The Hospital

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The Hospital is a 1971 black comedy film in which a suicidal doctor struggles to find meaning in his life while a murderer stalks the halls of his hospital.

Directed by Arthur Hiller. Written by Paddy Chayefsky.
Behind the lab coat beats the heart of a man who's been pushed to the edge. taglines

Dr. Bock[edit]

  • The incompetence in this hospital is absolutely radiant... I mean, where do you train your nurses, Mrs. Christie, Dachau!?
  • Now what in hell am I going to tell this boy Schaefer's parents? That a substitute nurse assassinated him because she couldn't tell the doctors from the patients on the floor?

Dr. Mead[edit]

  • There are no private rooms available. If they brought in Jesus Christ fresh off the cross I couldn't get him a private room!

Edmund Drummond[edit]

  • This is Dr. Ives. He's in the Nephrology Lab. I was in there a little while ago, and he was suddenly taken ill, and I thought I'd better get him over here right away. He had at that time perhaps an hour to live. Prompt treatment would have saved his life. As a staff doctor, he was seen without preliminaries... His vital signs were taken, an electrocardiogram... which revealed occasional ventricular premature contractions. An intern took his history... and then he was promptly... simply... forgotten to death.
  • I am the fool for Christ, and Paraclete of Caborca.


Edmund Drummond: So at 9:15 this morning I rang for my nurse...
Dr. Bock: Rang for your nurse?
Edmund Drummond: To ensure one full hour of uninterrupted privacy.
Dr. Bock: Good.

Mrs. Cushing: Dr. Spezio. I think one of your patients in here is dead, Dr. Spezio.
Dr. Spezio: Why do you say that, Mrs. Cushing?
Mrs. Cushing: Because he wouldn't give me his Blue Cross number, Dr. Spezio.

Barbara: I have a thing about middle-aged men.
Dr. Bock: I admire your candor.
Barbara: You've been admiring a lot more than that.
Dr. Bock: You're wasting your time. I've been impotent for years.
Barbara: Rubbish.

Dr. Bock: What the hell is wrong with being impotent? Kids are more hung up on sex than the Victorians. I got a son, 23 years old. I threw him out of the house last year. Pietistic little humbug. He preached universal love, and he despised everyone. Had a blanket contempt for the middle class, even its decencies. He detested my mother because she had a petit bourgeois pride in her son, the doctor. I cannot tell you how brutishly he ignored that rather good lady. When she died, he didn't even come to the funeral. He felt the chapel service was an hypocrisy.

He told me his generation didn't live with lies. I said, 'Listen, everybody lives with lies.' I — I grabbed him by his poncho and I dragged him the length of our seven-room, despicably affluent, middle-class apartment, and I flung him — out! I haven't seen him since. You know what he said to me? He's standing there on the landing, you know, on the verge of tears. He shrieked at me: 'You old fink. You can't even get it up anymore.' That was it, you see. That was his real revolution. It wasn't racism, the oppressed poor, or the war in Vietnam. No, the ultimate American societal sickness was a limp dingus. My God. If there is a despised, misunderstood minority in this country, it is us poor, impotent bastards. Well, I'm impotent, and I'm proud of it. Impotence is beautiful, baby! POWER TO THE IMPOTENT! RIGHT ON, BABY! ...You know, when I say impotent, I don't mean merely limp. Disagreeable as it may be for a woman, a man may lust for other things, something a little less transient than an erection. A sense of permanent worth. That's what medicine was to me, my reason for being.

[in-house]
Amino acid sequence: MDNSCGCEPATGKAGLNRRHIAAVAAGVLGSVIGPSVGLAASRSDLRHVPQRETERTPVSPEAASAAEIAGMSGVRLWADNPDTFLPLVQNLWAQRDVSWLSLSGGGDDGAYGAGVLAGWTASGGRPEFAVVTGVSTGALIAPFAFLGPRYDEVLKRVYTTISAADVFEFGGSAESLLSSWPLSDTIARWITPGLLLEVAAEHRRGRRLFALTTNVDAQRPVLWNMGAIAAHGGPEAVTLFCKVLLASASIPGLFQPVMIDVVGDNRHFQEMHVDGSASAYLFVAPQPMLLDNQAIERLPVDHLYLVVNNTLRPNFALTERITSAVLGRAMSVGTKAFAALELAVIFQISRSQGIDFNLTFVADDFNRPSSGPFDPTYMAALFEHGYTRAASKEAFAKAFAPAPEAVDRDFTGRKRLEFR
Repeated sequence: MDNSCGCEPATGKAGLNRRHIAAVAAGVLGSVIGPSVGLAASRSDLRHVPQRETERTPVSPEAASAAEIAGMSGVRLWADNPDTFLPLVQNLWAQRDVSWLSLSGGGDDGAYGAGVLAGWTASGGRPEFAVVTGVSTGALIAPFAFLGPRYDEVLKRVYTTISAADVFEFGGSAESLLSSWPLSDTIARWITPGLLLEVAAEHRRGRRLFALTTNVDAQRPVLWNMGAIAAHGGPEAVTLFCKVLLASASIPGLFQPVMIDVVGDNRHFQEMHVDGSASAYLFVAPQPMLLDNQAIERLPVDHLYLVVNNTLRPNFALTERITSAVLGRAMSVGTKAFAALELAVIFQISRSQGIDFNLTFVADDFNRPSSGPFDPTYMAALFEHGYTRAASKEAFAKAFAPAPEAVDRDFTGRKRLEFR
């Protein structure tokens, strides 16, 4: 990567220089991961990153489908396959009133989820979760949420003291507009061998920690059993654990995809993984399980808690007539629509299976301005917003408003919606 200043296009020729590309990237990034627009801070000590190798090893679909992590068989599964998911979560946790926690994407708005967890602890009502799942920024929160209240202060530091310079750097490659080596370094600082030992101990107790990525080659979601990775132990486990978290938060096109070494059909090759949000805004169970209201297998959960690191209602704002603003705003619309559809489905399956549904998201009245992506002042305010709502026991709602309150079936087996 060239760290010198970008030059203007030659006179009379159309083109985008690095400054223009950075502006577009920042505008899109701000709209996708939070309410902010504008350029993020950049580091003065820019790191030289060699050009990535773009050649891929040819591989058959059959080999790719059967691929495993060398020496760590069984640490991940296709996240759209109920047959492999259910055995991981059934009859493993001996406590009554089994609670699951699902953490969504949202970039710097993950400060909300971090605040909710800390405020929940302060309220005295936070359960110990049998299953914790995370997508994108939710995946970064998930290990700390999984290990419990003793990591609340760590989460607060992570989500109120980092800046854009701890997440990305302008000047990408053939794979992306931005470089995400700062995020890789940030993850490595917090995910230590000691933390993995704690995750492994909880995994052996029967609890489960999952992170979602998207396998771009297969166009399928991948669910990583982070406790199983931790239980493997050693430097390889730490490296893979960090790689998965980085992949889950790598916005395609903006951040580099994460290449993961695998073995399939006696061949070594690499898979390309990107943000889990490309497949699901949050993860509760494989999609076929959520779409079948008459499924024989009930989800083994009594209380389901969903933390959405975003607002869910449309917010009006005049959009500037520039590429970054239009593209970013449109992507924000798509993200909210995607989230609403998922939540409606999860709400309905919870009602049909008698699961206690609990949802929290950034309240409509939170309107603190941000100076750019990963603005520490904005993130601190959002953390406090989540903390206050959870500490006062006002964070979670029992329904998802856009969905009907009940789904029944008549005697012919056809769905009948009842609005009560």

You know, Miss Drummond, when I was 34, I presented a paper before the annual convention of the Society of Clinical Investigation that pioneered the whole goddamn field of immunology. A breakthrough. I'm in all the textbooks. I happen to be an eminent man, Miss Drummond. You know something else, Miss Drummond? I don't give a goddamn. When I say impotent, I mean I've lost even my desire to work. That's a hell of a lot more primal passion than sex. I've lost my reason for being. My purpose. The only thing I ever truly loved. Well, it is all rubbish, isn't it?

I mean, transplants, anti-bodies. We manufacture genes. We can produce birth ecto-genetically. We can practically clone people like carrots, and half the kids in this ghetto haven't even been inoculated for polio! We have established the most enormous, medical entity ever conceived and people are sicker than ever! WE CURE NOTHING! WE HEAL NOTHING! The whole goddamn wretched world is strangulating in front of our eyes. That's what I mean when I say impotent. You don't know what the hell I'm talking about, do you?...I'm tired. I'm very tired, Miss Drummond. And I hurt. And I've got nothing going for me anymore. Can you understand that?...And you also understand that the only admissible matter left is death.

Barbara: You have a familiar case of morbid menopause. It's hard for me to take your despair seriously, doctor. You obviously enjoy it so much.
Dr. Bock: Bugger off! That's all I need now is clinical insight. Some cockamamie 25 year-old acidhead is gonna reassure me about the menopause now!

Barbara: We could really use you down there, you know there's a curiously high incidence of TB. You would be a doctor again, Herb. You would be necessary again. If you love me, I don't see what other choice you have?
Dr. Bock: What do you mean if I love you? I raped you in a suicidal rage, how do we get to love and children all the sudden?


  • Behind the lab coat beats the heart of a man who's been pushed to the edge.
  • Madness, Murder and Malpractice.
  • Watch them operate!
  • I may be crazy, but I think I've operated on the wrong patient.


External links[edit]

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